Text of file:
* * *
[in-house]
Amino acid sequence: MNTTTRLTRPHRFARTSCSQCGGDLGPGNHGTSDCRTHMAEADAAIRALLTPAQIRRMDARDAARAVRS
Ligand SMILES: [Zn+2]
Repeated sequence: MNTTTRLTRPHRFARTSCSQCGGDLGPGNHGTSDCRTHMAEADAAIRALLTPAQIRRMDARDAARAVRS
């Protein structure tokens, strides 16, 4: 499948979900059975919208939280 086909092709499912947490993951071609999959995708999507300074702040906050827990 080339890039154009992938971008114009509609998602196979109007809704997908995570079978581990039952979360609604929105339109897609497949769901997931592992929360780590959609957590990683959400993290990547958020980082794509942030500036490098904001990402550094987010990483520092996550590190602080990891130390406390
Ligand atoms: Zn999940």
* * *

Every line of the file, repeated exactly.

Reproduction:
[in-house]
Amino acid sequence: MNTTTRLTRPHRFARTSCSQCGGDLGPGNHGTSDCRTHMAEADAAIRALLTPAQIRRMDARDAARAVRS
Ligand SMILES: [Zn+2]
Repeated sequence: MNTTTRLTRPHRFARTSCSQCGGDLGPGNHGTSDCRTHMAEADAAIRALLTPAQIRRMDARDAARAVRS
């Protein structure tokens, strides 16, 4: 499948979900059975919208939280 086909092709499912947490993951071609999959995708999507300074702040906050827990 080339890039154009992938971008114009509609998602196979109007809704997908995570079978581990039952979360609604929105339109897609497949769901997931592992929360780590959609957590990683959400993290990547958020980082794509942030500036490098904001990402550094987010990483520092996550590190602080990891130390406390
Ligand atoms: Zn999940």